Cam Ward an insurance policy in goal for Blackhawks

The player: Cam Ward, 34, goalie

The terms: one year, $3 million with the Chicago Blackhawks

Where does he fit in?



Plain and simple: This an insurance policy for Corey Crawford.

The 2017-18 Blackhawks crumbled when Crawford's season ended in late December. Details of his injury are murky at best, and updates have been just as dubious. For example, before last month's draft, coach Joel Quenneville said: "Reports are he's doing well. A lot of guys are training in Chicago, and we expect him soon. I think he's going to be fine going into camp." Quenneville also added that Crawford had not been on the ice yet.

An encouraging sign is that the Blackhawks announced Crawford will be attending their annual fan convention in late July, which should mark the first time the three-time Cup winner speaks to the media in months. Nevertheless, there's still enough uncertainty for the Blackhawks to bring on a dependable backup.

Does this deal make sense?



Going for a known commodity in Ward makes sense for the Blackhawks, who were burned by the shaky trio of Anton Forsberg, Jean-Francois Berube and Jeff Glass this past season. Forsberg still has time to grow into a reliable starter, but the 25-year-old -- acquired as part of the trade that sentArtemi Panarinto Columbus -- clearly needs seasoning, and was thrust into action too early. He has the chance for regular action in the AHL, or could get some action behind Ward if Crawford remains out.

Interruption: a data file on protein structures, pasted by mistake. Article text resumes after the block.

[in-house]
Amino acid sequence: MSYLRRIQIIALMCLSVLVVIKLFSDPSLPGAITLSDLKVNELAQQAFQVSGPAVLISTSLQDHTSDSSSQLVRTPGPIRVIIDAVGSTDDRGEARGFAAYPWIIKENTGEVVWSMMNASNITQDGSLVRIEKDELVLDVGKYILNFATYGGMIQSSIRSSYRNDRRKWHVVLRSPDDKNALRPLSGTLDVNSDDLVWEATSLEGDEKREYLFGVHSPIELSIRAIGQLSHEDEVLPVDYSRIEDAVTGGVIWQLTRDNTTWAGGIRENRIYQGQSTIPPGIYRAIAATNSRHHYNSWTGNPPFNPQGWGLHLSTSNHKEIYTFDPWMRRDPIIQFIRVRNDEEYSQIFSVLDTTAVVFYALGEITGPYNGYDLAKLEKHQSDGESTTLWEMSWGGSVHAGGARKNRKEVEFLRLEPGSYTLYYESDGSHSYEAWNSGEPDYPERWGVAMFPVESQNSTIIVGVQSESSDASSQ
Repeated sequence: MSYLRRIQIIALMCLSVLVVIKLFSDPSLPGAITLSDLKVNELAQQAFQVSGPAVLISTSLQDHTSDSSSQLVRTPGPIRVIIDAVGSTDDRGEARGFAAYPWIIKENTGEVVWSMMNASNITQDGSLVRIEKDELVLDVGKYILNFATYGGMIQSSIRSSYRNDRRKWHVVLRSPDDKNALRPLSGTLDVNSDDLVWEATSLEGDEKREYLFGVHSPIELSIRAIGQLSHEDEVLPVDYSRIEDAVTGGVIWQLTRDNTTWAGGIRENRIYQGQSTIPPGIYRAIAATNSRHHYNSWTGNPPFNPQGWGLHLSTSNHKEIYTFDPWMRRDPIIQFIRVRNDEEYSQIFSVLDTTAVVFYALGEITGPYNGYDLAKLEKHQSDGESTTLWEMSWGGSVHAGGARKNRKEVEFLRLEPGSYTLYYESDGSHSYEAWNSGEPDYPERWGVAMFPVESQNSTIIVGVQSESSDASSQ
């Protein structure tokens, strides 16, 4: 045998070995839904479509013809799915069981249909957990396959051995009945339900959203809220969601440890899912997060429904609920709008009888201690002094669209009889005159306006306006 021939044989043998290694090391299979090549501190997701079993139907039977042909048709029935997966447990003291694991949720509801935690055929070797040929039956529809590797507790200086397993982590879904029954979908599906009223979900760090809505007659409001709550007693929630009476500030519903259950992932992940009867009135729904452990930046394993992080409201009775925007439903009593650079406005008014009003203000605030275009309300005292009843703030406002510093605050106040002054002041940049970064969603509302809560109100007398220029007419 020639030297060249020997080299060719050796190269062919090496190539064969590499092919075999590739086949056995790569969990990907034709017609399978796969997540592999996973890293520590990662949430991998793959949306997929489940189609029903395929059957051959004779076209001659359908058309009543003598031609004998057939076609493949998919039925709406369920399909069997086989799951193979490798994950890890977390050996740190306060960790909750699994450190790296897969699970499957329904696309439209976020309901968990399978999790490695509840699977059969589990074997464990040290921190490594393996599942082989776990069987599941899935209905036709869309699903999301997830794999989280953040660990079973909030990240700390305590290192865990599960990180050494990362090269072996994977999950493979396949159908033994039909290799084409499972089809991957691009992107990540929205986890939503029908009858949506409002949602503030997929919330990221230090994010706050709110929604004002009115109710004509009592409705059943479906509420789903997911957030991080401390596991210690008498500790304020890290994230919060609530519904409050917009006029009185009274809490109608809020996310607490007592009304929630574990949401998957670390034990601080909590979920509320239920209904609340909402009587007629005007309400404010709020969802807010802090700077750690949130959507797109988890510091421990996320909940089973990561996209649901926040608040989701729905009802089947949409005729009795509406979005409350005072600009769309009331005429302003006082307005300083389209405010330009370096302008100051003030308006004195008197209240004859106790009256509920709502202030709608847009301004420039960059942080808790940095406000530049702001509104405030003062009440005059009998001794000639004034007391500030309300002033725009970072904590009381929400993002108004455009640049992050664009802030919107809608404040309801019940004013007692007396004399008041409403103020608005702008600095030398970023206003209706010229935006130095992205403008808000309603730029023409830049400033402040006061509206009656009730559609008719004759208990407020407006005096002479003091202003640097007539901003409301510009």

Berube is trending toward journeyman status. After a rough start to his career with the Islanders, he found himself jettisoned yet again after last season (he was traded to the Blue Jackets). Glass was a feel-good story -- after toiling in the KHL for the better part of a decade, he finally got a shot at redemption -- but turned out to be nothing more than that. And of course, you can't actually turn to a beer-league accountant ... though the Blackhawks tried, eh?

Ward feels like he's been around forever, and though Carolina was ready to finally move on, he's still a serviceable starter who can win you some games. While at first glance his stats are OK (while splitting time with Scott Darling last season, he was 23-14-4 with a .906 save percentage) a closer look isn't as encouraging (Ward's 91.79 5-on-5 save percentage ranked 36th in the league).

Overall grade: B



All the Blackhawks need right now is a placeholder in case Crawford isn't ready to come back. That's exactly what Ward is. The cap hit works because the Blackhawks were self-eliminated from any big free-agent derbies (like James van Riemsdyk). The best part is the term: one year. Chicago doesn't need to worry about being hamstrung by a long contract. His presence doesn't roadblock the development of Forsberg, either.
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